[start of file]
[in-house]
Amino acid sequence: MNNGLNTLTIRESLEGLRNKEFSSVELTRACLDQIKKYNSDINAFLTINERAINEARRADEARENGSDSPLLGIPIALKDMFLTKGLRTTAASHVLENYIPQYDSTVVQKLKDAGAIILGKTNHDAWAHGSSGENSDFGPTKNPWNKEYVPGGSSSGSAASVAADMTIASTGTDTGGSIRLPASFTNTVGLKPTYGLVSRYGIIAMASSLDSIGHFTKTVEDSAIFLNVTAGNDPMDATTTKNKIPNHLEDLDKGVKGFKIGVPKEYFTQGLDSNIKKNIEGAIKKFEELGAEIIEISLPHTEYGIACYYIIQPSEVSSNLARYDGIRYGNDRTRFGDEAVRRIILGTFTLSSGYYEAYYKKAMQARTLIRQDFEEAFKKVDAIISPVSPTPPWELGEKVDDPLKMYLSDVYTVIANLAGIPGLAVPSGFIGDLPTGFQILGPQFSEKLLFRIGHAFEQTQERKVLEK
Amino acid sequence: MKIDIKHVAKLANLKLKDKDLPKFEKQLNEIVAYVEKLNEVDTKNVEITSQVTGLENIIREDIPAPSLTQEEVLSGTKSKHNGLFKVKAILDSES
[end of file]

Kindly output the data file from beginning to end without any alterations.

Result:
[in-house]
Amino acid sequence: MNNGLNTLTIRESLEGLRNKEFSSVELTRACLDQIKKYNSDINAFLTINERAINEARRADEARENGSDSPLLGIPIALKDMFLTKGLRTTAASHVLENYIPQYDSTVVQKLKDAGAIILGKTNHDAWAHGSSGENSDFGPTKNPWNKEYVPGGSSSGSAASVAADMTIASTGTDTGGSIRLPASFTNTVGLKPTYGLVSRYGIIAMASSLDSIGHFTKTVEDSAIFLNVTAGNDPMDATTTKNKIPNHLEDLDKGVKGFKIGVPKEYFTQGLDSNIKKNIEGAIKKFEELGAEIIEISLPHTEYGIACYYIIQPSEVSSNLARYDGIRYGNDRTRFGDEAVRRIILGTFTLSSGYYEAYYKKAMQARTLIRQDFEEAFKKVDAIISPVSPTPPWELGEKVDDPLKMYLSDVYTVIANLAGIPGLAVPSGFIGDLPTGFQILGPQFSEKLLFRIGHAFEQTQERKVLEK
Amino acid sequence: MKIDIKHVAKLANLKLKDKDLPKFEKQLNEIVAYVEKLNEVDTKNVEITSQVTGLENIIREDIPAPSLTQEEVLSGTKSKHNGLFKVKAILDSES